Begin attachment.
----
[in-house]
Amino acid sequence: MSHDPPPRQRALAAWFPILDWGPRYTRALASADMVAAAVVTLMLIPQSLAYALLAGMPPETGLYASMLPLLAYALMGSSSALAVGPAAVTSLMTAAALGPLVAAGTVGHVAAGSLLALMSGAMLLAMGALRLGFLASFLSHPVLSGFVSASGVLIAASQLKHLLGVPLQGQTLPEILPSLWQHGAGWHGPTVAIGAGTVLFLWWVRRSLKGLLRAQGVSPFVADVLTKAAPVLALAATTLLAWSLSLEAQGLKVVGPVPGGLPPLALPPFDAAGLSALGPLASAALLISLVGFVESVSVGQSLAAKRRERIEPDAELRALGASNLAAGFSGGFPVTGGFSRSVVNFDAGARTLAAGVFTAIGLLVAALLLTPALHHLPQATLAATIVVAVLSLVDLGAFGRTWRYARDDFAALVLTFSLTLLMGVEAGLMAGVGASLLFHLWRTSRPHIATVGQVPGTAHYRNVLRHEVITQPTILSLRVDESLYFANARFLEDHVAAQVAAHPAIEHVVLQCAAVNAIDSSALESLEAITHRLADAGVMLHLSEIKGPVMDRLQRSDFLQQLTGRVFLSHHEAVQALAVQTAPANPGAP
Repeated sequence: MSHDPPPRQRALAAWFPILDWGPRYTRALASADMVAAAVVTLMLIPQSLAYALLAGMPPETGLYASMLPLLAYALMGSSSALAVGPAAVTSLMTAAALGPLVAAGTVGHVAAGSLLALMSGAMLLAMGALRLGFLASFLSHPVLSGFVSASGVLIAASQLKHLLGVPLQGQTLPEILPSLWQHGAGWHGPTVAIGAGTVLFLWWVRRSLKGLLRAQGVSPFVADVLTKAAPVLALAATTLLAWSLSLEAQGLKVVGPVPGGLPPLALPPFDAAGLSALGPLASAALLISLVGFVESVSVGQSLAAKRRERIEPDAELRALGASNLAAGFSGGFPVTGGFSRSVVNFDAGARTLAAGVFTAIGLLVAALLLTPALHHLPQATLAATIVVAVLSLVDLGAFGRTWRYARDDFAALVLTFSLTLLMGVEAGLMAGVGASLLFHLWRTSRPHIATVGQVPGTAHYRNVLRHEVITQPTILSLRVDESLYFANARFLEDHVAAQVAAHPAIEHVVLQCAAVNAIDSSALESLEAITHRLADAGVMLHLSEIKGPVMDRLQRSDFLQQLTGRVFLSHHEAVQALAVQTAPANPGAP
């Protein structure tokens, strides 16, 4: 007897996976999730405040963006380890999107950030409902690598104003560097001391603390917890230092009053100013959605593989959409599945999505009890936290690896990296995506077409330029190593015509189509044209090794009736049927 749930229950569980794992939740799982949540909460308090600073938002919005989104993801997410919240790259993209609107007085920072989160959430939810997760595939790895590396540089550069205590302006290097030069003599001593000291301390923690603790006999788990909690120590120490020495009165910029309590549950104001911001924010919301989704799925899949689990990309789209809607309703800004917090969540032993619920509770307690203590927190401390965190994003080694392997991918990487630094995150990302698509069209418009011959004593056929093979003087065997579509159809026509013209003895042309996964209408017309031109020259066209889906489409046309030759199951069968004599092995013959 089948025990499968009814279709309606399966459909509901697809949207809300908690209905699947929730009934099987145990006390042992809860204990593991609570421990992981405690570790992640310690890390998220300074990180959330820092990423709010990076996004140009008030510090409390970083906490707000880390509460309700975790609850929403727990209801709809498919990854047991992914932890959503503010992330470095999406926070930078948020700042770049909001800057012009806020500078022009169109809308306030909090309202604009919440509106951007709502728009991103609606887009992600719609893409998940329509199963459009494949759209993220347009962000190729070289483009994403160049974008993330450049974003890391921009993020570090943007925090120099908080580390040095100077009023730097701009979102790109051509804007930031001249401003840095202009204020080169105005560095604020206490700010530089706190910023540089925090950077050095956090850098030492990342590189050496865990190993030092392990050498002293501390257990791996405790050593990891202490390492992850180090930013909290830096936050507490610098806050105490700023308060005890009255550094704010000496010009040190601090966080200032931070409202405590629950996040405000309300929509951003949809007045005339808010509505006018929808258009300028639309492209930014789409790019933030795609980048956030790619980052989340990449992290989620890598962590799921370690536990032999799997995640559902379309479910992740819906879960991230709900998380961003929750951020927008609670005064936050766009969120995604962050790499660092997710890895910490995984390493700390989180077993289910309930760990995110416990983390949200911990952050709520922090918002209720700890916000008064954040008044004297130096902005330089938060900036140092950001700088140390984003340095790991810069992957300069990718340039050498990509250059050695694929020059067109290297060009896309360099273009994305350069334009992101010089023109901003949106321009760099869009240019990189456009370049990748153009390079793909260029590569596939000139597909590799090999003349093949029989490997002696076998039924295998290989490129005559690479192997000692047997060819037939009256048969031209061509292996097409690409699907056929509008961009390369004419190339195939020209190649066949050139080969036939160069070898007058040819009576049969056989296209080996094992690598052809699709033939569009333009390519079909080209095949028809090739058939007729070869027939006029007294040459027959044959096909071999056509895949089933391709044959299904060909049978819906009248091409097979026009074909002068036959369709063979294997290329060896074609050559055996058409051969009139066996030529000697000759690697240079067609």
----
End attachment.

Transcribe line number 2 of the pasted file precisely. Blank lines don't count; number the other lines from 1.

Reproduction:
Amino acid sequence: MSHDPPPRQRALAAWFPILDWGPRYTRALASADMVAAAVVTLMLIPQSLAYALLAGMPPETGLYASMLPLLAYALMGSSSALAVGPAAVTSLMTAAALGPLVAAGTVGHVAAGSLLALMSGAMLLAMGALRLGFLASFLSHPVLSGFVSASGVLIAASQLKHLLGVPLQGQTLPEILPSLWQHGAGWHGPTVAIGAGTVLFLWWVRRSLKGLLRAQGVSPFVADVLTKAAPVLALAATTLLAWSLSLEAQGLKVVGPVPGGLPPLALPPFDAAGLSALGPLASAALLISLVGFVESVSVGQSLAAKRRERIEPDAELRALGASNLAAGFSGGFPVTGGFSRSVVNFDAGARTLAAGVFTAIGLLVAALLLTPALHHLPQATLAATIVVAVLSLVDLGAFGRTWRYARDDFAALVLTFSLTLLMGVEAGLMAGVGASLLFHLWRTSRPHIATVGQVPGTAHYRNVLRHEVITQPTILSLRVDESLYFANARFLEDHVAAQVAAHPAIEHVVLQCAAVNAIDSSALESLEAITHRLADAGVMLHLSEIKGPVMDRLQRSDFLQQLTGRVFLSHHEAVQALAVQTAPANPGAP